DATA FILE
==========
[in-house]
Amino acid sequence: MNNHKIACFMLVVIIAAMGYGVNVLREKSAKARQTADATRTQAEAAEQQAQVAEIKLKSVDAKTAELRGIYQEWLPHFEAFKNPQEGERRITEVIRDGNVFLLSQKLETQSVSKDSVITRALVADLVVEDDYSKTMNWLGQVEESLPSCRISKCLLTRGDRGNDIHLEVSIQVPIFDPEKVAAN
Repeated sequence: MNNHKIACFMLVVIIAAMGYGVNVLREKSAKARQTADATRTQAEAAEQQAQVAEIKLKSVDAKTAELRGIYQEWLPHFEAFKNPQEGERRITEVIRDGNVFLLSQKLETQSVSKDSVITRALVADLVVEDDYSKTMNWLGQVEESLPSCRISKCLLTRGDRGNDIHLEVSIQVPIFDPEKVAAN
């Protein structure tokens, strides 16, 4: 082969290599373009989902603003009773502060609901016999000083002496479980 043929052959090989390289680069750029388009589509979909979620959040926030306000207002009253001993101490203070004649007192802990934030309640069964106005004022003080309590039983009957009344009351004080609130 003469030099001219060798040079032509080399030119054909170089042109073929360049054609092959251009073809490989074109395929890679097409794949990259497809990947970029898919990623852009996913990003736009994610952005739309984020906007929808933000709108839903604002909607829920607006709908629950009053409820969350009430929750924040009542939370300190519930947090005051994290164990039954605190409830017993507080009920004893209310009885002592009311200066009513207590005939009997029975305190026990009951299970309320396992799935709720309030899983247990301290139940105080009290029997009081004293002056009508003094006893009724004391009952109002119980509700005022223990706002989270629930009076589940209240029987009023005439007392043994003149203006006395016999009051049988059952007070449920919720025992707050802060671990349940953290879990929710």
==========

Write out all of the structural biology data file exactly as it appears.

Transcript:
[in-house]
Amino acid sequence: MNNHKIACFMLVVIIAAMGYGVNVLREKSAKARQTADATRTQAEAAEQQAQVAEIKLKSVDAKTAELRGIYQEWLPHFEAFKNPQEGERRITEVIRDGNVFLLSQKLETQSVSKDSVITRALVADLVVEDDYSKTMNWLGQVEESLPSCRISKCLLTRGDRGNDIHLEVSIQVPIFDPEKVAAN
Repeated sequence: MNNHKIACFMLVVIIAAMGYGVNVLREKSAKARQTADATRTQAEAAEQQAQVAEIKLKSVDAKTAELRGIYQEWLPHFEAFKNPQEGERRITEVIRDGNVFLLSQKLETQSVSKDSVITRALVADLVVEDDYSKTMNWLGQVEESLPSCRISKCLLTRGDRGNDIHLEVSIQVPIFDPEKVAAN
């Protein structure tokens, strides 16, 4: 082969290599373009989902603003009773502060609901016999000083002496479980 043929052959090989390289680069750029388009589509979909979620959040926030306000207002009253001993101490203070004649007192802990934030309640069964106005004022003080309590039983009957009344009351004080609130 003469030099001219060798040079032509080399030119054909170089042109073929360049054609092959251009073809490989074109395929890679097409794949990259497809990947970029898919990623852009996913990003736009994610952005739309984020906007929808933000709108839903604002909607829920607006709908629950009053409820969350009430929750924040009542939370300190519930947090005051994290164990039954605190409830017993507080009920004893209310009885002592009311200066009513207590005939009997029975305190026990009951299970309320396992799935709720309030899983247990301290139940105080009290029997009081004293002056009508003094006893009724004391009952109002119980509700005022223990706002989270629930009076589940209240029987009023005439007392043994003149203006006395016999009051049988059952007070449920919720025992707050802060671990349940953290879990929710």